Despite global trade peaking in 2018, India recorded its lowest beef exports because China cracked down on illegal meat supplies of Indian exports through Vietnam. India has the potential to grow our bovine exports from current volumes of 12.36 lakh to 18 LMT, and 3.6 to 7 USD billion.
Corporate Problems and Corporate Solutions
The HLEG Committee identifies critical “pain points” (the Committee’s words) and impediments down the value chain:
Buffalo farming is fragmented across small and marginal farms with 2-10 animals, that comprise 85% of the production, and they are not directly linked to exporters. Farmers market their unproductive animals, via a chain of small traders, via existing livestock markets. Farmers work with traders and not exporters, and thus it is a fragmented supply chain. There are insufficient livestock markets and an unorganized trade. There are 10 million male calves annually, starved to death or sold at an early age for slaughter. These can potentially can be ‘salvaged’ and fattened for their meat. Current restrictions on buffalo slaughter in various states challenge the true realisation of the export potential.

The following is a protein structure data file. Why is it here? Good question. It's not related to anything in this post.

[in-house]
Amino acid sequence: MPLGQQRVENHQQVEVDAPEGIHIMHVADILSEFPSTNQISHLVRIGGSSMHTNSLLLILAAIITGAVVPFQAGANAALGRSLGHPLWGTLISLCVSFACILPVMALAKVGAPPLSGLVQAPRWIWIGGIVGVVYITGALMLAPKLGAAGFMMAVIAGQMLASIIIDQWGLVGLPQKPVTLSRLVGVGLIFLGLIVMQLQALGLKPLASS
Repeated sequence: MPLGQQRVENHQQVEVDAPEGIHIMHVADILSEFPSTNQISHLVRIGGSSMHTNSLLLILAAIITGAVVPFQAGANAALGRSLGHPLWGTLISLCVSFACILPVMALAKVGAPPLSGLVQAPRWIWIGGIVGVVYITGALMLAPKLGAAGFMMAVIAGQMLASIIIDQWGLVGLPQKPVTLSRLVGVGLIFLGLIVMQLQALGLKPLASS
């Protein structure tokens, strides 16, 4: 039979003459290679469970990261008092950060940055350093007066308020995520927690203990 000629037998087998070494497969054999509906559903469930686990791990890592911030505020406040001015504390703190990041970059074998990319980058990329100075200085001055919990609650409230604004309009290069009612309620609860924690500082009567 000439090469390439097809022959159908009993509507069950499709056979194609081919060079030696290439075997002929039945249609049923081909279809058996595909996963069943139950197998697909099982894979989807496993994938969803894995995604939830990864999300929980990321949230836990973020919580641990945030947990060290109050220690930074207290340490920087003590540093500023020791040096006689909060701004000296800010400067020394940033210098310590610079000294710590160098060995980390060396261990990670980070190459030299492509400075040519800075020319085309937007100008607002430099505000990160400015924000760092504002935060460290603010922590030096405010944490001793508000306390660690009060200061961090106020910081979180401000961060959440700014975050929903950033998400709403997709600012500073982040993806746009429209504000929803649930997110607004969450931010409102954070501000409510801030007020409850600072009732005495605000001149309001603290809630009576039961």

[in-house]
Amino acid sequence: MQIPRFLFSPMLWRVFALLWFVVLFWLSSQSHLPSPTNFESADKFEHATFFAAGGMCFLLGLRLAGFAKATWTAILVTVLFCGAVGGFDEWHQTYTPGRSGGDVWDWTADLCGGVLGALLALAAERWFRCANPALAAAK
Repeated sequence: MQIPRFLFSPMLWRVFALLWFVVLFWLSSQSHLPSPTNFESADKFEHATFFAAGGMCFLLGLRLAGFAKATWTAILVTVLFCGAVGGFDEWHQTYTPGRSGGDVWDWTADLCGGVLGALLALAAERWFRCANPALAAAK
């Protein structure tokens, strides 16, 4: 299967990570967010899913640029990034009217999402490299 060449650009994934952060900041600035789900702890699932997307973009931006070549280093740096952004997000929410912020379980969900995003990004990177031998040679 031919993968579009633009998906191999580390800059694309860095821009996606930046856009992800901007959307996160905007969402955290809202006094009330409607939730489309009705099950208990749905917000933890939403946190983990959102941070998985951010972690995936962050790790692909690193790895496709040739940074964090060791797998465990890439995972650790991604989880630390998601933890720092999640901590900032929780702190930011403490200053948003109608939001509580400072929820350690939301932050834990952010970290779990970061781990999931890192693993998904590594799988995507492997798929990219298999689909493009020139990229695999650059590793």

There is a disconnect between dairy cooperatives and the meat industry, despite beef being a by-product of the dairy industry, once an unproductive animal is sold and then slaughtered. There is a need to expand and establish abattoirs, (which are disproportionately currently located in Uttar Pradesh), in surplus buffalo population states Madhya Pradesh, Karnataka, Rajasthan, Gujarat, as this would improve the margins of the value chain. There are deficiencies of the cold-chain cover, given the geographic locations of Uttar Pradesh, and limited access to ports. A 67% export duties on rawhides is currently in place, which disadvantages 3-4% in meat price versus the competition, in export markets…”
And makes recommendations to convert the “pain” to profit:
“Facilitate milk cooperatives to rear male buffaloes and sell them directly to export abattoirs, to generate an additional USD 800 million every year. The tie-up with dairy cooperatives will augment public finances to assist farmers to rear male buffaloes and should happen in the proposed FMD district free zones across 11 states. On a trial and experimental basis, the District Magistrate and the Department of Animal Husbandry and Dairying must play a ‘vigilant’ role.” [They do not elaborate ‘vigilance’ concerning what. Is it policing of farmers and traders to ensure they are not selling off buffalo calves?]